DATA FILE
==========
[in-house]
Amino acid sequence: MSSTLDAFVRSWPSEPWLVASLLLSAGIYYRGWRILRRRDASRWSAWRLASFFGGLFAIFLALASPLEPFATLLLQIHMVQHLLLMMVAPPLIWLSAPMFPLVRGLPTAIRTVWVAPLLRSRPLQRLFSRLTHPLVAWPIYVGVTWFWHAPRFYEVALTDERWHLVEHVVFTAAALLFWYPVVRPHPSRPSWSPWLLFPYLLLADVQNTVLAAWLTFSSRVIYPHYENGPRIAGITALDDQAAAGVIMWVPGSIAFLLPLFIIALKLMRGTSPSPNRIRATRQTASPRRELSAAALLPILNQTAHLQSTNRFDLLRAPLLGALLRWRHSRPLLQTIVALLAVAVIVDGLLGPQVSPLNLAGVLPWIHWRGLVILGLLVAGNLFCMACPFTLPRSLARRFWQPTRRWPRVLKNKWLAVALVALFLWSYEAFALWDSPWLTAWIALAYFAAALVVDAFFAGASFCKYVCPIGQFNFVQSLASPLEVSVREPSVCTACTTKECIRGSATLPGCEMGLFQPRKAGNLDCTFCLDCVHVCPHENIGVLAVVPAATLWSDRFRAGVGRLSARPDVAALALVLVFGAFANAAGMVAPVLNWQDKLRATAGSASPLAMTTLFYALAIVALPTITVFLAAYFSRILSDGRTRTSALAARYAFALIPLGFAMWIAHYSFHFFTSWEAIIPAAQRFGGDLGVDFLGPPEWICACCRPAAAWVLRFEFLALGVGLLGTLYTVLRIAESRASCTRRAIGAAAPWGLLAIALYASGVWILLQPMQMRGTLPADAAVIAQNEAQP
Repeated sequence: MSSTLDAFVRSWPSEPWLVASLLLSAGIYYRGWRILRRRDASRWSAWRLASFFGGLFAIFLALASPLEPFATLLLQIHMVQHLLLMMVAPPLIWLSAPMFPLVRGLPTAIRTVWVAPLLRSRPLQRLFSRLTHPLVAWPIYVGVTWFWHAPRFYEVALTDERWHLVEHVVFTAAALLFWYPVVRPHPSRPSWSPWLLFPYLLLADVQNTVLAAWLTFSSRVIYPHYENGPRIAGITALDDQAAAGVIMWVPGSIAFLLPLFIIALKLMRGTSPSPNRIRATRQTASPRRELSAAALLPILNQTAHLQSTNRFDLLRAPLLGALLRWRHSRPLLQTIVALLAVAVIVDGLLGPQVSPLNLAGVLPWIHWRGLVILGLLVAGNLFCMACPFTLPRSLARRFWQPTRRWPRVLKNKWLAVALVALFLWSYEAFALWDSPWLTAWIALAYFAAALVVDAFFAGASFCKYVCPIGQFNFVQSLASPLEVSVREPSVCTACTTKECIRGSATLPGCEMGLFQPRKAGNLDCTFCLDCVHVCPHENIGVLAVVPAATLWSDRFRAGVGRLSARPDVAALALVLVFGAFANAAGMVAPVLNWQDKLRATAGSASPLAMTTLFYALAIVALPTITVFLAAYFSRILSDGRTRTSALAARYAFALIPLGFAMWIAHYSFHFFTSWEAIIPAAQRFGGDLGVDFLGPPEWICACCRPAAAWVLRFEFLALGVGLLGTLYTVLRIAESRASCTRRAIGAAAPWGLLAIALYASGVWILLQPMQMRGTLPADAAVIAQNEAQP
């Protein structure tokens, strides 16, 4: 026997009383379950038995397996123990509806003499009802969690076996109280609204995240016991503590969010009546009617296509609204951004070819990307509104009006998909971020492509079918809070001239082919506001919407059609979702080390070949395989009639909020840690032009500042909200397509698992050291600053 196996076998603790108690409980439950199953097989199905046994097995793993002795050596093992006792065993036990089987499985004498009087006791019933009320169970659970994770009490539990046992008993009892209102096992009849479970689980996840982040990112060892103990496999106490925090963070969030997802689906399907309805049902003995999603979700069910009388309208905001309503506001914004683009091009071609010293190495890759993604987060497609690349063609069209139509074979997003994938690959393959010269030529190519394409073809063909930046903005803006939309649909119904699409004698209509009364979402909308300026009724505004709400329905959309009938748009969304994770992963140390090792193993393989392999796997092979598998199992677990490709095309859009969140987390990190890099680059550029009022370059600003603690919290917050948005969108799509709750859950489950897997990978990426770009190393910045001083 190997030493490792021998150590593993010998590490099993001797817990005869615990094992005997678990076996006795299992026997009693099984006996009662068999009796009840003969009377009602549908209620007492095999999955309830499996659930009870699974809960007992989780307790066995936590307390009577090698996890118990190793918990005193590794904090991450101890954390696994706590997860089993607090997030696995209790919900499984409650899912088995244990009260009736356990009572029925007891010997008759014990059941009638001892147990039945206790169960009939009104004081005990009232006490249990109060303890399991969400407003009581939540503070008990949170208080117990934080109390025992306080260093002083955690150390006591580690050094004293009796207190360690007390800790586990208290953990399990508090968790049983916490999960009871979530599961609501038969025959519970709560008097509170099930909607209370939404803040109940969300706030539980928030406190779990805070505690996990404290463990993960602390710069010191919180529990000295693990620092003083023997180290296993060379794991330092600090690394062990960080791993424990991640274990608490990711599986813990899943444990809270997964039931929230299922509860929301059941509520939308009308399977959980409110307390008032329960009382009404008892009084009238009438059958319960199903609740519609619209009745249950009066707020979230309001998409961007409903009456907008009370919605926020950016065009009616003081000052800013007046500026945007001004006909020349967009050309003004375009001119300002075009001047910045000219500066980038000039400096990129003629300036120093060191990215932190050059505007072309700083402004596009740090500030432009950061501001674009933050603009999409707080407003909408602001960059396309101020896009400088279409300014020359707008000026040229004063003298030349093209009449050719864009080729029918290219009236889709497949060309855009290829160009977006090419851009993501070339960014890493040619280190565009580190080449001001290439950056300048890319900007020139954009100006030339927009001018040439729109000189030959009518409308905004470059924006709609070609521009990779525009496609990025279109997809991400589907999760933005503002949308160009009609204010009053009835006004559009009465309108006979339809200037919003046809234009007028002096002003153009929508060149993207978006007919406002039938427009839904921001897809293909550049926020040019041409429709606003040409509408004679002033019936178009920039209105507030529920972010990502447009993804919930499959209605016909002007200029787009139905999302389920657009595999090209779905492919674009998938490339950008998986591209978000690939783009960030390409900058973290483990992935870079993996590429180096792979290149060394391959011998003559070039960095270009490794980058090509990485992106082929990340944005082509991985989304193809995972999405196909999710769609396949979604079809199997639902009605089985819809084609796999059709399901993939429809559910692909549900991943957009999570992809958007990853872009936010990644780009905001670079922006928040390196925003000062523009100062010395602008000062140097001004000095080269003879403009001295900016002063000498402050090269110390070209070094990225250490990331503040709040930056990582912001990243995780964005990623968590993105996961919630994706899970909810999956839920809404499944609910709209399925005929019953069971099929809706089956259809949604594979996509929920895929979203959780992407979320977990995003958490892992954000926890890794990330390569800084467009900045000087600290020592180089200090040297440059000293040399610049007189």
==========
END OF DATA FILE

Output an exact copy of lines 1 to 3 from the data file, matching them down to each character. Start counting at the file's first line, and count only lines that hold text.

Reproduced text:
[in-house]
Amino acid sequence: MSSTLDAFVRSWPSEPWLVASLLLSAGIYYRGWRILRRRDASRWSAWRLASFFGGLFAIFLALASPLEPFATLLLQIHMVQHLLLMMVAPPLIWLSAPMFPLVRGLPTAIRTVWVAPLLRSRPLQRLFSRLTHPLVAWPIYVGVTWFWHAPRFYEVALTDERWHLVEHVVFTAAALLFWYPVVRPHPSRPSWSPWLLFPYLLLADVQNTVLAAWLTFSSRVIYPHYENGPRIAGITALDDQAAAGVIMWVPGSIAFLLPLFIIALKLMRGTSPSPNRIRATRQTASPRRELSAAALLPILNQTAHLQSTNRFDLLRAPLLGALLRWRHSRPLLQTIVALLAVAVIVDGLLGPQVSPLNLAGVLPWIHWRGLVILGLLVAGNLFCMACPFTLPRSLARRFWQPTRRWPRVLKNKWLAVALVALFLWSYEAFALWDSPWLTAWIALAYFAAALVVDAFFAGASFCKYVCPIGQFNFVQSLASPLEVSVREPSVCTACTTKECIRGSATLPGCEMGLFQPRKAGNLDCTFCLDCVHVCPHENIGVLAVVPAATLWSDRFRAGVGRLSARPDVAALALVLVFGAFANAAGMVAPVLNWQDKLRATAGSASPLAMTTLFYALAIVALPTITVFLAAYFSRILSDGRTRTSALAARYAFALIPLGFAMWIAHYSFHFFTSWEAIIPAAQRFGGDLGVDFLGPPEWICACCRPAAAWVLRFEFLALGVGLLGTLYTVLRIAESRASCTRRAIGAAAPWGLLAIALYASGVWILLQPMQMRGTLPADAAVIAQNEAQP
Repeated sequence: MSSTLDAFVRSWPSEPWLVASLLLSAGIYYRGWRILRRRDASRWSAWRLASFFGGLFAIFLALASPLEPFATLLLQIHMVQHLLLMMVAPPLIWLSAPMFPLVRGLPTAIRTVWVAPLLRSRPLQRLFSRLTHPLVAWPIYVGVTWFWHAPRFYEVALTDERWHLVEHVVFTAAALLFWYPVVRPHPSRPSWSPWLLFPYLLLADVQNTVLAAWLTFSSRVIYPHYENGPRIAGITALDDQAAAGVIMWVPGSIAFLLPLFIIALKLMRGTSPSPNRIRATRQTASPRRELSAAALLPILNQTAHLQSTNRFDLLRAPLLGALLRWRHSRPLLQTIVALLAVAVIVDGLLGPQVSPLNLAGVLPWIHWRGLVILGLLVAGNLFCMACPFTLPRSLARRFWQPTRRWPRVLKNKWLAVALVALFLWSYEAFALWDSPWLTAWIALAYFAAALVVDAFFAGASFCKYVCPIGQFNFVQSLASPLEVSVREPSVCTACTTKECIRGSATLPGCEMGLFQPRKAGNLDCTFCLDCVHVCPHENIGVLAVVPAATLWSDRFRAGVGRLSARPDVAALALVLVFGAFANAAGMVAPVLNWQDKLRATAGSASPLAMTTLFYALAIVALPTITVFLAAYFSRILSDGRTRTSALAARYAFALIPLGFAMWIAHYSFHFFTSWEAIIPAAQRFGGDLGVDFLGPPEWICACCRPAAAWVLRFEFLALGVGLLGTLYTVLRIAESRASCTRRAIGAAAPWGLLAIALYASGVWILLQPMQMRGTLPADAAVIAQNEAQP